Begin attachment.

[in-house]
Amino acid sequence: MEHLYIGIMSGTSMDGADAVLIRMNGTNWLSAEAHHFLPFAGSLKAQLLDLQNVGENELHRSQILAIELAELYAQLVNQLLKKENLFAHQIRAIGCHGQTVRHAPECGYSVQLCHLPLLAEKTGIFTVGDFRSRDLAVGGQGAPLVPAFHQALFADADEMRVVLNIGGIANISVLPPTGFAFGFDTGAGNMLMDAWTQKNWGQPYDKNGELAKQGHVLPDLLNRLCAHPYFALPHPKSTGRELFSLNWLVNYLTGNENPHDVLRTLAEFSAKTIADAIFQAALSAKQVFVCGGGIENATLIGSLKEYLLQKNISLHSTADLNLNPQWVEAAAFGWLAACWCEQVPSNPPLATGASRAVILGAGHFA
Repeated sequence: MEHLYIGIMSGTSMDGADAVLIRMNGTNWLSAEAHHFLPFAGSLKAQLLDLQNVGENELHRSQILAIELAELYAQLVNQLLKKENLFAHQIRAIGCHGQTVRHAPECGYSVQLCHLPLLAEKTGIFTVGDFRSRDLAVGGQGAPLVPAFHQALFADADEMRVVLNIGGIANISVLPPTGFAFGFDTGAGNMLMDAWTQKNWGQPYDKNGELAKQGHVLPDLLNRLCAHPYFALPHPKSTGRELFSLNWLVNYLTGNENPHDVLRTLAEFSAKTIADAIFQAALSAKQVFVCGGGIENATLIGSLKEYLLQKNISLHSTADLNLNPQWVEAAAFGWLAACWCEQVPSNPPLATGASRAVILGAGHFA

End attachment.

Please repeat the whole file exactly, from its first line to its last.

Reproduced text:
[in-house]
Amino acid sequence: MEHLYIGIMSGTSMDGADAVLIRMNGTNWLSAEAHHFLPFAGSLKAQLLDLQNVGENELHRSQILAIELAELYAQLVNQLLKKENLFAHQIRAIGCHGQTVRHAPECGYSVQLCHLPLLAEKTGIFTVGDFRSRDLAVGGQGAPLVPAFHQALFADADEMRVVLNIGGIANISVLPPTGFAFGFDTGAGNMLMDAWTQKNWGQPYDKNGELAKQGHVLPDLLNRLCAHPYFALPHPKSTGRELFSLNWLVNYLTGNENPHDVLRTLAEFSAKTIADAIFQAALSAKQVFVCGGGIENATLIGSLKEYLLQKNISLHSTADLNLNPQWVEAAAFGWLAACWCEQVPSNPPLATGASRAVILGAGHFA
Repeated sequence: MEHLYIGIMSGTSMDGADAVLIRMNGTNWLSAEAHHFLPFAGSLKAQLLDLQNVGENELHRSQILAIELAELYAQLVNQLLKKENLFAHQIRAIGCHGQTVRHAPECGYSVQLCHLPLLAEKTGIFTVGDFRSRDLAVGGQGAPLVPAFHQALFADADEMRVVLNIGGIANISVLPPTGFAFGFDTGAGNMLMDAWTQKNWGQPYDKNGELAKQGHVLPDLLNRLCAHPYFALPHPKSTGRELFSLNWLVNYLTGNENPHDVLRTLAEFSAKTIADAIFQAALSAKQVFVCGGGIENATLIGSLKEYLLQKNISLHSTADLNLNPQWVEAAAFGWLAACWCEQVPSNPPLATGASRAVILGAGHFA